Retailers await weather, rail labor strife outcomes

November 1, 2022 By    

Are you ready? Have you done everything you can to be ready?

Tucker Perkins, president and CEO of the Propane Education & Research Council (PERC), posed the questions to propane retailers last month during National Propane Gas Association (NPGA) fall meetings in Scottsdale, Arizona.

Tucker Perkins photo


Perkins and PERC have their hands in many parts of the propane market. In his presentation, he touched on the Cummins propane engine in development, a recently held power generation summit and a manufactured housing retailer incentive program.

As Perkins spoke, temperatures outside the Scottsdale Plaza Resort ballroom hovered around 100 degrees. But with fall in the air in many parts of the country, he couldn’t help but remind retailers about preparation – as it relates to propane supply and logistics – for the winter heating season.

So, are you ready?

Rail system stability

Rail. Image: Photo: karinclaus/iStock / Getty Images Plus/Getty Images

Photo: karinclaus/iStock / Getty Images Plus/Getty Images

Here’s one reason to have your plans (and backup plans) in order. There’s been concern in recent months about the stability of the nation’s rail networks, which play a vital logistical role in the supply and distribution of propane.

A labor dispute between the nation’s freight railroads and tens of thousands of union workers has been ongoing since summer, creating fears about how a strike and railway shutdown would hamper the U.S. economy. In July, the Biden administration intervened by naming members of an emergency board to help bring the sides together.

The parties reached a tentative agreement on Sept. 15, with six of the 12 national rail unions having ratified the deal as of Oct. 24. Two unions rejected it, causing concern that others could follow.

The NPGA has signed a letter from the National Retail Federation, joining more than 300 trade associations, calling on the White House to play an active role in ensuring the stability of the rail system.

Dated Oct. 27, the letter urges the Biden administration “to continue to work with the railroad unions and railroads to ensure that the tentative agreement that you helped broker is ratified by the parties. It is paramount that these contracts now be ratified, as a rail shutdown would have a significant impact on the U.S. economy and lead to further inflationary pressure.”

The labor unions and the Class 1 carriers remain in a “cooling off period” until at least Nov. 19, says NPGA, adding it will work with industry stakeholders to mitigate impacts on the propane industry.

Winter outlooks

Chart 1: NOAA

Chart 1: NOAA

Of course, the weather over the next five months will influence propane market outcomes.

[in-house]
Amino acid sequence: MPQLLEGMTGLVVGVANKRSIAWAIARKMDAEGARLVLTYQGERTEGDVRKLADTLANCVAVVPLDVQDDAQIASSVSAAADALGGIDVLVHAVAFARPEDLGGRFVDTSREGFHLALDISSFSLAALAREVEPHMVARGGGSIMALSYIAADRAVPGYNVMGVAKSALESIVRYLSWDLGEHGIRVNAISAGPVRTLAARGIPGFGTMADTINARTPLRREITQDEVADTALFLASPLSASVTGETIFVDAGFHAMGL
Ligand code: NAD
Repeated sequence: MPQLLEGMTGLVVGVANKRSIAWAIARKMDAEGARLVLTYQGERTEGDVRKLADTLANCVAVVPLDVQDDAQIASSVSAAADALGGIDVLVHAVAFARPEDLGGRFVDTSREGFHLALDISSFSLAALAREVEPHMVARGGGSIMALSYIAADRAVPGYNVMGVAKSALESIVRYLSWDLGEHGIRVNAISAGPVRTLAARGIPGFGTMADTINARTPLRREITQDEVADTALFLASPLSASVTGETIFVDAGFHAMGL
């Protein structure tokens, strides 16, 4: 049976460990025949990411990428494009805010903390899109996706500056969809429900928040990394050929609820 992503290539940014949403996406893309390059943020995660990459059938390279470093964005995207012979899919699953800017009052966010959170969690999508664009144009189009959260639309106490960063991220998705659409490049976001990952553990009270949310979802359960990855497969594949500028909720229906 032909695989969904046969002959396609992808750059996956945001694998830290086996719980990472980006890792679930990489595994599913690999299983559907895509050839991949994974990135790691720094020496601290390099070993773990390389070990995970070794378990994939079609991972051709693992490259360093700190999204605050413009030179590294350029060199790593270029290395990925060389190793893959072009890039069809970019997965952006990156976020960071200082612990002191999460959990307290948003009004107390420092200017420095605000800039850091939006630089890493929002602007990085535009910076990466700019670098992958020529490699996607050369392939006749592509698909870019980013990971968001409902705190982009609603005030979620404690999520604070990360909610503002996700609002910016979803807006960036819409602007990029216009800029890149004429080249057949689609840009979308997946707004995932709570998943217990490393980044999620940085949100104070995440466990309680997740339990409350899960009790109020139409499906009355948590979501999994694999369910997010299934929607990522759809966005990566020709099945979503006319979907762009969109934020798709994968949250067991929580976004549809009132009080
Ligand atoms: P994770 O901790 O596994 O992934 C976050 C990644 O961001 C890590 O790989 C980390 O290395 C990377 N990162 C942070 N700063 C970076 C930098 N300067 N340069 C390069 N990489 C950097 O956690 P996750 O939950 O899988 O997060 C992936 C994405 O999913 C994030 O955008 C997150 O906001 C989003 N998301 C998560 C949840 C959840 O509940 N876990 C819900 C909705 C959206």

Insights from the nation’s weather forecasters and their prediction models can help retailers gauge propane demand in the coming months.

The U.S. winter outlook from the National Oceanic and Atmospheric Administration (NOAA) is still fresh from its Oct. 20 release. According to the report, La Nina will return for the third consecutive winter. La Nina is characterized by unusually cold ocean temperatures in the equatorial Pacific, impacting weather worldwide.

For this winter, NOAA says, La Nina will drive warmer-than-average temperatures for the Southwest and along the Gulf Coast and Eastern Seaboard. Meanwhile, below-normal temperatures are favored from the Pacific Northwest eastward to the western Great Lakes and the Alaska panhandle.

NOAA predicts drier-than-average conditions across the South with wetter-than-average conditions for areas of the Ohio Valley, Great Lakes, northern Rockies and Pacific Northwest.

The report also notes the extreme drought conditions that have persisted across much of the West, the Great Basin and the central-to-southern Great Plains. The western U.S and southern Great Plains will continue to be the hardest hit this winter, NOAA says.

Chart 2: NOAA

Chart 2: NOAA

By the numbers

The NOAA report follows the U.S. Energy Information Administration’s (EIA) Winter Fuels Outlook.

While the EIA outlook focuses on forecasted higher household energy expenditures this winter compared to last winter, several propane-related points stood out to us:

  • Entering the heating season, the price of propane at Mont Belvieu had dropped to about 87 cents a gallon – 40 percent less than at the same time last year.
  • U.S. propane inventories (including propylene) were at the five-year average, but 14 percent higher than year-ago levels, at 84.4 million barrels.
  • U.S. propane exports this winter will be greater compared to last winter owing to strong global demand for propane as a petrochemical feedstock as well as more exports to Europe for winter heating, according to the EIA. Exports averaged almost 1.4 million barrels per day during the first seven months of 2022 – the most on record during that period.

The global energy market impacts from the war in Ukraine are certainly worth watching this winter.

About the Author:

Brian Richesson is the editor in chief of LP Gas Magazine. Contact him at or 216-706-3748.

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